Nature of Work and Distribution of COVID-19 Risks: Evidence from Occupational Sorting, Skills, and Tasks
29 Pages Posted: 9 Jul 2020 Last revised: 22 Sep 2020
Date Written: September 15, 2020
How does the nature of work—teleworkability and contact intensity—shape the distribution of health, earnings, and unemployment risks, created by the COVID-19 pandemic? To answer this question, I consider two contexts. First, I show that the existing patterns of spousal occupational sorting in the United States matter for the distribution of these risks. In particular, I show that sorting into occupations with similar contact intensity in the workplace mitigates the risk of intra-household contagion relative to the situation where spouses match at random in terms of occupations (zero sorting). Furthermore, I show that sorting into occupations with similar teleworkability exacerbates the exposure to earnings and unemployment risks relative to the case of zero sorting. Second, I document that teleworkable occupations more likely require higher education and experience levels as well as greater cognitive, social, character, and computer skills, compared to non-teleworkable occupations. This difference in skill requirements affects earnings and unemployment risks by increasing the likelihood of skill mismatch for the newly unemployed. My results imply that the current economic downturn may have long-run effects on employment prospects and earnings of workers who had non-teleworkable or high-contact-intensity jobs at the onset of the COVID-19 outbreak. I discuss the relevant policy implications and associated policy constraints that follow from my findings.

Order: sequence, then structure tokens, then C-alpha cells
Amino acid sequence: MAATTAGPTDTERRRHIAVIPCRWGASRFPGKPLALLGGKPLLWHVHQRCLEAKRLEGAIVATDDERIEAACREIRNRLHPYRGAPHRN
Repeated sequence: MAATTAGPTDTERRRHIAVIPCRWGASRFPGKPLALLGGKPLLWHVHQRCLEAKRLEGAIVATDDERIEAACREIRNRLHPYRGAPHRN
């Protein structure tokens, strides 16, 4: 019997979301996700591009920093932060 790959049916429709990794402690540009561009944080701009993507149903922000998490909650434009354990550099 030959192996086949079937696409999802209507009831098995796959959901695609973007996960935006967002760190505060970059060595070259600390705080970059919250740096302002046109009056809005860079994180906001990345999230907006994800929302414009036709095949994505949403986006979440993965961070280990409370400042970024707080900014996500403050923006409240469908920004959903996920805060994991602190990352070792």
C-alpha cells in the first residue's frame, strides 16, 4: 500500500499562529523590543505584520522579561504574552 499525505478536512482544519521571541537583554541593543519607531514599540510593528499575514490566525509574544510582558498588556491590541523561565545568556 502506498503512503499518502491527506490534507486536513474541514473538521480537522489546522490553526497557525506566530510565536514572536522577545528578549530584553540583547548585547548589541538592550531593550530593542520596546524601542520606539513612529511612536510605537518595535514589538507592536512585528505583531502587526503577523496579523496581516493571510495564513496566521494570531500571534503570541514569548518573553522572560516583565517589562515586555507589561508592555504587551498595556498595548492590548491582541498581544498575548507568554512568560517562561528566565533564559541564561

Keywords: Telecommuting, Couples, Occupational Sorting, Skills, Tasks, Labor Market Mobility, COVID-19
JEL Classification: I14, J22, J23, J24, J63, J81
Suggested Citation: Suggested Citation